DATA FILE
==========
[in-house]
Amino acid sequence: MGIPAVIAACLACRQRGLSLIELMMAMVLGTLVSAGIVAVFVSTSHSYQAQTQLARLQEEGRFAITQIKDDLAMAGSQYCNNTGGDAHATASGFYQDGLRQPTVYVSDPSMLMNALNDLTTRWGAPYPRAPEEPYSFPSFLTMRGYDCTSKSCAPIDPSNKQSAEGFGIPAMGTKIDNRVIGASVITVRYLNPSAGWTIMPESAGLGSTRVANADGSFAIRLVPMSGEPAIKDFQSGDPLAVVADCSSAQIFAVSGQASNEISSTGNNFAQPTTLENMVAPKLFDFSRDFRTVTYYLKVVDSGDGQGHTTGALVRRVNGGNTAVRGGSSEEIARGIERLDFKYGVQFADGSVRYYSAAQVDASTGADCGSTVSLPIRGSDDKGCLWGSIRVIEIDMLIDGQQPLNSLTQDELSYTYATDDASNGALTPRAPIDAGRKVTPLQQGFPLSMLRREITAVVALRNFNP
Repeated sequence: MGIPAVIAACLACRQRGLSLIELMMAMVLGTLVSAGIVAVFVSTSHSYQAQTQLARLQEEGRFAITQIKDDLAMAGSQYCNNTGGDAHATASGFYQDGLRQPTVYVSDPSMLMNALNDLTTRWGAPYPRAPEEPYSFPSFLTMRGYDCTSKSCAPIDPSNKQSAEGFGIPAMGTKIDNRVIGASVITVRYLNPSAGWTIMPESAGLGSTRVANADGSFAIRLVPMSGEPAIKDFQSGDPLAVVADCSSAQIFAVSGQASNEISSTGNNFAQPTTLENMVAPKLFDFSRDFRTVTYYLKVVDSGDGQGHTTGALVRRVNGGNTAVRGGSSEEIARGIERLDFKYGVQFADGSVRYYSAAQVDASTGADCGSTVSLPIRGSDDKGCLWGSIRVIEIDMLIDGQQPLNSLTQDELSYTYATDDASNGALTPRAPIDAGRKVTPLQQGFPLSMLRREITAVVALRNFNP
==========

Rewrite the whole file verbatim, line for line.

[in-house]
Amino acid sequence: MGIPAVIAACLACRQRGLSLIELMMAMVLGTLVSAGIVAVFVSTSHSYQAQTQLARLQEEGRFAITQIKDDLAMAGSQYCNNTGGDAHATASGFYQDGLRQPTVYVSDPSMLMNALNDLTTRWGAPYPRAPEEPYSFPSFLTMRGYDCTSKSCAPIDPSNKQSAEGFGIPAMGTKIDNRVIGASVITVRYLNPSAGWTIMPESAGLGSTRVANADGSFAIRLVPMSGEPAIKDFQSGDPLAVVADCSSAQIFAVSGQASNEISSTGNNFAQPTTLENMVAPKLFDFSRDFRTVTYYLKVVDSGDGQGHTTGALVRRVNGGNTAVRGGSSEEIARGIERLDFKYGVQFADGSVRYYSAAQVDASTGADCGSTVSLPIRGSDDKGCLWGSIRVIEIDMLIDGQQPLNSLTQDELSYTYATDDASNGALTPRAPIDAGRKVTPLQQGFPLSMLRREITAVVALRNFNP
Repeated sequence: MGIPAVIAACLACRQRGLSLIELMMAMVLGTLVSAGIVAVFVSTSHSYQAQTQLARLQEEGRFAITQIKDDLAMAGSQYCNNTGGDAHATASGFYQDGLRQPTVYVSDPSMLMNALNDLTTRWGAPYPRAPEEPYSFPSFLTMRGYDCTSKSCAPIDPSNKQSAEGFGIPAMGTKIDNRVIGASVITVRYLNPSAGWTIMPESAGLGSTRVANADGSFAIRLVPMSGEPAIKDFQSGDPLAVVADCSSAQIFAVSGQASNEISSTGNNFAQPTTLENMVAPKLFDFSRDFRTVTYYLKVVDSGDGQGHTTGALVRRVNGGNTAVRGGSSEEIARGIERLDFKYGVQFADGSVRYYSAAQVDASTGADCGSTVSLPIRGSDDKGCLWGSIRVIEIDMLIDGQQPLNSLTQDELSYTYATDDASNGALTPRAPIDAGRKVTPLQQGFPLSMLRREITAVVALRNFNP